The cases on this point indicate that for there to be a material change, the change event must have been material or pertinent (not necessarily substantial) and the change event must have altered the impact on the land.  Whether there has been a material change of circumstance may also depend on the terms of any agreement dealing with compensation.

Significantly reducing the scale or number of activities, for example, drilling a lower number of wells than originally anticipated or only open cut mining on a fraction of the area originally intended for mining or stopping activities altogether, could conceivably constitute a material change of circumstances which would allow compensation to be reviewed.

A review of compensation for a material change of circumstance arising from a temporary or permanent closure of a resources project could result in a determination by the Land Court that less compensation should be paid on the basis that there is going to be less impact on the land.  If compensation has already been paid, this could mean that some of those amounts may need to be repaid by the owner or occupier to the resources company.

For more information about a material change of circumstance, please refer Reviewing Compensation for Resources Tenures.

When temporarily or permanently closing a resources project, a project proponent will need to consider whether, if a variation to compensation can’t be agreed, the changes arising from the closure will amount to a material change of circumstance and whether a review of compensation should be sought through the Land Court.  Where the impacts will be significantly less than originally anticipated, and especially where large amounts of money are involved or have already been paid, then seeking a review may be a preferred course of action for a resources company.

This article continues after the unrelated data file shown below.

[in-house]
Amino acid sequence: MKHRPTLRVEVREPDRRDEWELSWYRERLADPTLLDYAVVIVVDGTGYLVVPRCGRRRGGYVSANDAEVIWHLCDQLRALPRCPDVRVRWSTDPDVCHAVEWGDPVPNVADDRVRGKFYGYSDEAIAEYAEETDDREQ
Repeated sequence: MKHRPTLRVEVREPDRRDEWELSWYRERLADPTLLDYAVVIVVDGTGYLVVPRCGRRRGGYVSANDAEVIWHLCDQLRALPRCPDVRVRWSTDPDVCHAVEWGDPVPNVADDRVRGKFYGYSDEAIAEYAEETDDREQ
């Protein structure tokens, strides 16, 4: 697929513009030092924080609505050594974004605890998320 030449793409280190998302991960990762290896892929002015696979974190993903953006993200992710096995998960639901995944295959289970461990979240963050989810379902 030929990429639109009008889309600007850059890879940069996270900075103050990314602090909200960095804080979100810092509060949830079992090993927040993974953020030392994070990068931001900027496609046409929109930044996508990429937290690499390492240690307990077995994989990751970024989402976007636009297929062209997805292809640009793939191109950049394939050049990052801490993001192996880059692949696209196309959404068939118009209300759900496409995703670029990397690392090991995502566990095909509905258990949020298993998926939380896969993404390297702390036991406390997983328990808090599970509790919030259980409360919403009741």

Contractual Obligations other than Compensation

Resources project owners will regularly enter into various other contracts with owners and occupiers of land on which the project is being carried out, such as contracts allowing agistment of stock on the area of a resources project and for the supply of water by the project proponent to the owners and occupiers of the land (or vice versa).

Temporarily or permanently closing down a resources project may impact on such contracts and accordingly they will need to be considered and dealt with by project proponents.

For contracts allowing agistment of stock, mothballing a project may be beneficial to a landowner as it may allow more area to be available for grazing of stock.  Any changes to any existing agreement should be documented in writing and may need to address different scenarios, for example, if the closure is temporary, provisions for the cessation of the stock agistment and the recommencement of the project will need to be inserted.